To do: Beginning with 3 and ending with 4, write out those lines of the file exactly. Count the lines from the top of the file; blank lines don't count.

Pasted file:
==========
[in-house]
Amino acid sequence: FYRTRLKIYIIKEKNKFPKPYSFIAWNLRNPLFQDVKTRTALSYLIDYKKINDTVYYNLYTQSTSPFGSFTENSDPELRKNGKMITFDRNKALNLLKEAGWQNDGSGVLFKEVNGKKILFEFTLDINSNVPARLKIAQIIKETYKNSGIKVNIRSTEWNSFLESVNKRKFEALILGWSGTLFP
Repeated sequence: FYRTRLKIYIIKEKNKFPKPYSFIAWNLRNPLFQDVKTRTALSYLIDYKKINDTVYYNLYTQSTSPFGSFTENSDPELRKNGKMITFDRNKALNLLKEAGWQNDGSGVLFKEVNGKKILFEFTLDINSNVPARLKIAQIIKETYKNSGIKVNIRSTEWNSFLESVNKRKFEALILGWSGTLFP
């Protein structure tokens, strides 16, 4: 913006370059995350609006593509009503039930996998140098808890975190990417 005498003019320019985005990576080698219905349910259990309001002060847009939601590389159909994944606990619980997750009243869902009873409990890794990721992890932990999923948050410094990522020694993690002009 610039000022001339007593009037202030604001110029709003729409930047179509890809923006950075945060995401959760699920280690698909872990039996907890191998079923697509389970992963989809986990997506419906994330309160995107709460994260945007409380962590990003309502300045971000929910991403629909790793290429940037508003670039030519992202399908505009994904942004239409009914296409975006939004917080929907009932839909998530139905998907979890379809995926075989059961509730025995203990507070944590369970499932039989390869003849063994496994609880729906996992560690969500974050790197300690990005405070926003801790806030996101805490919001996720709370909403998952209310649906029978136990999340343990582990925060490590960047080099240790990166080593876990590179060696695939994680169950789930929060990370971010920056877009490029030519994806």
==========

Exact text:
Repeated sequence: FYRTRLKIYIIKEKNKFPKPYSFIAWNLRNPLFQDVKTRTALSYLIDYKKINDTVYYNLYTQSTSPFGSFTENSDPELRKNGKMITFDRNKALNLLKEAGWQNDGSGVLFKEVNGKKILFEFTLDINSNVPARLKIAQIIKETYKNSGIKVNIRSTEWNSFLESVNKRKFEALILGWSGTLFP
């Protein structure tokens, strides 16, 4: 913006370059995350609006593509009503039930996998140098808890975190990417 005498003019320019985005990576080698219905349910259990309001002060847009939601590389159909994944606990619980997750009243869902009873409990890794990721992890932990999923948050410094990522020694993690002009 610039000022001339007593009037202030604001110029709003729409930047179509890809923006950075945060995401959760699920280690698909872990039996907890191998079923697509389970992963989809986990997506419906994330309160995107709460994260945007409380962590990003309502300045971000929910991403629909790793290429940037508003670039030519992202399908505009994904942004239409009914296409975006939004917080929907009932839909998530139905998907979890379809995926075989059961509730025995203990507070944590369970499932039989390869003849063994496994609880729906996992560690969500974050790197300690990005405070926003801790806030996101805490919001996720709370909403998952209310649906029978136990999340343990582990925060490590960047080099240790990166080593876990590179060696695939994680169950789930929060990370971010920056877009490029030519994806």